Culture Re-View: Vincent Van Gogh slashes his left ear. Also on this day: Jane Austen's 'Emma' is published, the point-contact transistor is first demonstrated, and Kobe Bryant breaks a record
23 December 1888: Vincent Van Gogh loses an ear.
On the night before Christmas Eve in 1888 in the French city of Arles, renowned Dutch painter Vincent Van Gogh took the razor he kept on his small dressing table and slashed off his left earlobe.
The precise reasons behind this famous act of self-mutilation are up for debate – many have suggested depression, sexual frustration, absinthe poisoning and bipolar disorder. There is no consensus. We do know that the artist suffered from psychotic episodes and delusions and that the incident occurred after a row with painter Paul Gaugin.
Gaugin arrived in Arles that year. He was coerced to join Van Gogh by the painter’s brother Theo, an art dealer who had promised Gaugin to buy several of his paintings should he visit his sibling. The two painted together and got into flaming rows.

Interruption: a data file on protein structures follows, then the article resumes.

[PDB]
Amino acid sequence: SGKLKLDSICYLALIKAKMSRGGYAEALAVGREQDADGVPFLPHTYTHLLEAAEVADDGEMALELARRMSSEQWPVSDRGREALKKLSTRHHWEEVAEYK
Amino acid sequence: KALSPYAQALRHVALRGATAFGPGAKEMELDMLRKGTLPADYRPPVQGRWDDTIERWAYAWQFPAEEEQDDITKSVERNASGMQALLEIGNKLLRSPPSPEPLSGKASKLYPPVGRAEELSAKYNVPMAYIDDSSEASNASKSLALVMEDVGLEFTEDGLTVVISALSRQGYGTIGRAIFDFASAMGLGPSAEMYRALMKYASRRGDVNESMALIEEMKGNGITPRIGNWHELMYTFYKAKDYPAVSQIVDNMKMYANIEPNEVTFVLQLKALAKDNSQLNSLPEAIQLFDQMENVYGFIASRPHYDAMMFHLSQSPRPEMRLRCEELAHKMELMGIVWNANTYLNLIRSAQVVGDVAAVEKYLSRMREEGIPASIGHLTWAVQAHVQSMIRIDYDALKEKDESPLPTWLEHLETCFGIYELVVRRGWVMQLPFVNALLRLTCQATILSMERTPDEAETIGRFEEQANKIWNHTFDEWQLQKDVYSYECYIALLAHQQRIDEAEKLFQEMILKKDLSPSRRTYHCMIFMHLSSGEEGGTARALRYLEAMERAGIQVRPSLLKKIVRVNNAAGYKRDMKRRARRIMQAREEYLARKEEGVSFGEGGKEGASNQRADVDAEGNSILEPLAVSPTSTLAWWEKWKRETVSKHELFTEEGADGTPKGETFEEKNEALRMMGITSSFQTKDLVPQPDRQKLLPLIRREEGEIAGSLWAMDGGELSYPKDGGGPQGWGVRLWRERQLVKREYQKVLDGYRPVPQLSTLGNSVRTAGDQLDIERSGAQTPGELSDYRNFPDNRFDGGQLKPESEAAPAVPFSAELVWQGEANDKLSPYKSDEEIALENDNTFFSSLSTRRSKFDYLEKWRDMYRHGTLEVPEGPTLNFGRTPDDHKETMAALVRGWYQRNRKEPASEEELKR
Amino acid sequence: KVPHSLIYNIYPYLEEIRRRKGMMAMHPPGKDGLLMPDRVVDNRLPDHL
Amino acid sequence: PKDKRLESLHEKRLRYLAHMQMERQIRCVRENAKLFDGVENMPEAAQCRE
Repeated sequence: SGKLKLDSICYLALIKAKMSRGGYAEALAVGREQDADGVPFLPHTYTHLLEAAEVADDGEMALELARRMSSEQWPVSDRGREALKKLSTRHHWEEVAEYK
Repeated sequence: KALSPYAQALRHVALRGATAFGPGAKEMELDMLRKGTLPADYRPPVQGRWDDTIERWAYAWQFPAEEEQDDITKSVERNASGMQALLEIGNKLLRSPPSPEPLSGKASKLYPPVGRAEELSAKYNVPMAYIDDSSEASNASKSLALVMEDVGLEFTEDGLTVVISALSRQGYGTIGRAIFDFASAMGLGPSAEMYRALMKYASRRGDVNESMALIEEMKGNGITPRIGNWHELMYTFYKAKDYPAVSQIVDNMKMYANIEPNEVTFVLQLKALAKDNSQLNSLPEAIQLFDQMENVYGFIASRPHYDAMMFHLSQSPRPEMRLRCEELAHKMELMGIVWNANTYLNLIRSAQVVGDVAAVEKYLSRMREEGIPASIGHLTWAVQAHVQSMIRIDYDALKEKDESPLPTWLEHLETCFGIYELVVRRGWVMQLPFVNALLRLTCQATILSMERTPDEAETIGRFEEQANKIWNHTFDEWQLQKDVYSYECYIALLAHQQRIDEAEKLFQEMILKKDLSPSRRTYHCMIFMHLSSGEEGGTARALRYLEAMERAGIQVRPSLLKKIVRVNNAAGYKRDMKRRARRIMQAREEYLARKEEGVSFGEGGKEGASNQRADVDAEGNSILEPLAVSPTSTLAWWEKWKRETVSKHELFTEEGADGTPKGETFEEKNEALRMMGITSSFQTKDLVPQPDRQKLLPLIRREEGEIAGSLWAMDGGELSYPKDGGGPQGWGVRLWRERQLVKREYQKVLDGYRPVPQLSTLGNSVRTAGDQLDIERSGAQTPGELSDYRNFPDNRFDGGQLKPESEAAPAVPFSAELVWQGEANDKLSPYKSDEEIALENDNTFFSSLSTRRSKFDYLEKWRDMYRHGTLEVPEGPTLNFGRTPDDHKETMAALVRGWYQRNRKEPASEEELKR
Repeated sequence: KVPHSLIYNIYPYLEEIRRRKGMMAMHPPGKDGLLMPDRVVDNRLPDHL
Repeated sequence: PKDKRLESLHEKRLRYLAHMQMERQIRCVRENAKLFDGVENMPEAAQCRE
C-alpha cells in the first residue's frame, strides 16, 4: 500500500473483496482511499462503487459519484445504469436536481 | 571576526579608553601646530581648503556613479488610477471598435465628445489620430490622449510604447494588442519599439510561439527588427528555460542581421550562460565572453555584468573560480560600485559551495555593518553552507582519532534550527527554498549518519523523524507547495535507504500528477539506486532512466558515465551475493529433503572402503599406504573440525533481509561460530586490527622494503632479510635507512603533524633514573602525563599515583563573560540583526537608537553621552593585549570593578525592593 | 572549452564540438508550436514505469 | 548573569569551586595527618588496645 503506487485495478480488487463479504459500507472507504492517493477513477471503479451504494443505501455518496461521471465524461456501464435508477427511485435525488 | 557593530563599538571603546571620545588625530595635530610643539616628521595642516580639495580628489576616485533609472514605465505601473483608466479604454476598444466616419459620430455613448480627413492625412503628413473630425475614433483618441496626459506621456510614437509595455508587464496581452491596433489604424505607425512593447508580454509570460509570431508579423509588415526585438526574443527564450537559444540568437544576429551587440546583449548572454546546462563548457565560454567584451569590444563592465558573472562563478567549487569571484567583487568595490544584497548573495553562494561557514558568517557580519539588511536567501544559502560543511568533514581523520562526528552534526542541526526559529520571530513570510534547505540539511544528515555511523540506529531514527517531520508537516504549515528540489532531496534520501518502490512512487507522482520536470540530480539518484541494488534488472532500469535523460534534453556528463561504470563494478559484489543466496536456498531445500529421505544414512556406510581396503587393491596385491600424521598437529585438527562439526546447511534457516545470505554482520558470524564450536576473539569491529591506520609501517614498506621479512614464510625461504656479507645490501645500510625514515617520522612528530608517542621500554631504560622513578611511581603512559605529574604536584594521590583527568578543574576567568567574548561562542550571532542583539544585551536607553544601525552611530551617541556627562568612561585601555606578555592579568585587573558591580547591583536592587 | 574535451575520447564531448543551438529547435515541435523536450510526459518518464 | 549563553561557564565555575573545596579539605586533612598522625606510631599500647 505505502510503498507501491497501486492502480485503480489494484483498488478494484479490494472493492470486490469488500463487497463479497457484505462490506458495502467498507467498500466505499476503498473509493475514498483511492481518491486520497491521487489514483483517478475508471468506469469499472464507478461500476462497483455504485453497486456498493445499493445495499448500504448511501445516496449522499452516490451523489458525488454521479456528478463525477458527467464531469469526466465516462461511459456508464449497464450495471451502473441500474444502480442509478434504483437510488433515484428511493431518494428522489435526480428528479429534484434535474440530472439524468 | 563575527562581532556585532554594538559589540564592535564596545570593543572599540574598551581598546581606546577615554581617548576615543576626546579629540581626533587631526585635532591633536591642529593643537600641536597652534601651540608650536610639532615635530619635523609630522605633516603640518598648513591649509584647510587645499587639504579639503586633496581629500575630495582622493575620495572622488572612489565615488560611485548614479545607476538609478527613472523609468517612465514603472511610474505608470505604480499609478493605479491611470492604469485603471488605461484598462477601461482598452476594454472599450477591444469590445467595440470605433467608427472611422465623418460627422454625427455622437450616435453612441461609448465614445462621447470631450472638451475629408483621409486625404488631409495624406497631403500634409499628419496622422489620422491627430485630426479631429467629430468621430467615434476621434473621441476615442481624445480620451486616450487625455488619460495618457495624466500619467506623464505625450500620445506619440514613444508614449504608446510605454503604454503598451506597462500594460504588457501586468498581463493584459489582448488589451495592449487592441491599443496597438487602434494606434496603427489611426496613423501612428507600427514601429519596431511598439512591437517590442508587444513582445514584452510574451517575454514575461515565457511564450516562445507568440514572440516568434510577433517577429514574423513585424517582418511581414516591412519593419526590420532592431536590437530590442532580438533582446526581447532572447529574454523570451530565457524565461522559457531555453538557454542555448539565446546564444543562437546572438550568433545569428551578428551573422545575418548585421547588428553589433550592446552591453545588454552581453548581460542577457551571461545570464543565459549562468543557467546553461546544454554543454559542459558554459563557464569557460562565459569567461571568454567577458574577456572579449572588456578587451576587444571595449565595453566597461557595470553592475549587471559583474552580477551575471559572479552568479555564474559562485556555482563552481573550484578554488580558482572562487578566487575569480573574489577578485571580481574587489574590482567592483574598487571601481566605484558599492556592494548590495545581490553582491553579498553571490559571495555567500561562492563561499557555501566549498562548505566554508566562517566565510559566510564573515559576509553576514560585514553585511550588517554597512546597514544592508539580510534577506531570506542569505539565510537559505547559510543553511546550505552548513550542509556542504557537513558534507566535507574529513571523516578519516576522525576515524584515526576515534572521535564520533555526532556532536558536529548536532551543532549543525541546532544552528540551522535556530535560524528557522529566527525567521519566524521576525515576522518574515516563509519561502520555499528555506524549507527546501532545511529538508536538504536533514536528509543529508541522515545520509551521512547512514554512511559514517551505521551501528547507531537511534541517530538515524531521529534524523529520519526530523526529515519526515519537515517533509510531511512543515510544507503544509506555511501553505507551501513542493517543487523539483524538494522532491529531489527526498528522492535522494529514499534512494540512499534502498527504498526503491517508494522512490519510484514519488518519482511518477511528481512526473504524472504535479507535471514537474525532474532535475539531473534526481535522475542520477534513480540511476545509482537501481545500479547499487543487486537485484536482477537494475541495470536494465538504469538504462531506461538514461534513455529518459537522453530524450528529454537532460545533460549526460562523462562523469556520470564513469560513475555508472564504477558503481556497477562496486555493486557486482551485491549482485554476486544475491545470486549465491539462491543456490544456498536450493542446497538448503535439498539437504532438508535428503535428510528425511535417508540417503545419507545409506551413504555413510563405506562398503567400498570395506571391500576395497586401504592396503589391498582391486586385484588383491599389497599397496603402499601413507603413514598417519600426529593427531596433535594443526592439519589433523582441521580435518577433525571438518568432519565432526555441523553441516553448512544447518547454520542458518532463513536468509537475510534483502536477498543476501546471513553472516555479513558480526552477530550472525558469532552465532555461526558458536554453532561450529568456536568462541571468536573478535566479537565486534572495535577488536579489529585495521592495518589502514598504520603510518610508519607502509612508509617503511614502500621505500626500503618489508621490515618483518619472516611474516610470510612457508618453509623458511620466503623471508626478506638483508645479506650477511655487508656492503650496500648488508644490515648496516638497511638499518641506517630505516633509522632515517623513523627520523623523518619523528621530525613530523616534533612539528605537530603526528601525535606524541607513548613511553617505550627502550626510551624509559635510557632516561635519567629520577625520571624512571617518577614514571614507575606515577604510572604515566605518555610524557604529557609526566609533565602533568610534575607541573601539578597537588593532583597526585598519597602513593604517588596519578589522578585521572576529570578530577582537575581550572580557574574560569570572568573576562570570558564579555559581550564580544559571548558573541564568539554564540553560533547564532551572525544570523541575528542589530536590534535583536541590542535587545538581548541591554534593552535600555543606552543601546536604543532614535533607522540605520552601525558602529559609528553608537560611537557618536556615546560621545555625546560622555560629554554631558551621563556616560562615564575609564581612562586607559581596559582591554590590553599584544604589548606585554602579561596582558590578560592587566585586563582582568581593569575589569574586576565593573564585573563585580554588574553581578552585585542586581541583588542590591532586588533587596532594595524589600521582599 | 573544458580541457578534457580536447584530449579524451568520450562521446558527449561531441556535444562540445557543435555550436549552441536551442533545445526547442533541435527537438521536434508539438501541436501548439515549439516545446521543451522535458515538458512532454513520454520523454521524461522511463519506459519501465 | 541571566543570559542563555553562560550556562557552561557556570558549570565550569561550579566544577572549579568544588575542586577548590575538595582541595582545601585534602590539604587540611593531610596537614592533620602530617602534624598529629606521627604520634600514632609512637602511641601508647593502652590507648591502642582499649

On the evening of 23 December, Van Gogh and Gaugin, who had been out drinking, had an argument. The ear cutting ensued soon after. Van Gogh wrapped his ear fragment and went to a brothel to offer it to a 17-year-old cleaner at his favourite brothel, a woman named Gabrielle, or “Gaby”.
Van Gogh was promptly committed to an asylum in Arles for several weeks before leaving and producing some of his most famous paintings the following years, such as 'Self-portrait with Bandaged Ear and Pipe' (1889) (see above), 'The Starry Night' (1889) and 'Sorrowing Old Man (At Eternity’s Gate)' (1890) (see below).
This was a frantic period of creative activity for the painter, but also one of isolation and deep depression.
He finally took his own life on 29 July 1890, aged 37.
Also on this day:
"If I loved you less, I might be able to talk about it more."
1815: The novel "Emma" by Jane Austen was published on this day.
"A magnificent Christmas present."
1947: The point-contact transistor was first demonstrated by Walter H. Brattain and John Bardeen at Bell Laboratories.
The rise of the Black Mamba
2007: Los Angeles Lakers guard Kobe Bryant becomes youngest player in NBA history to score 20,000 career points.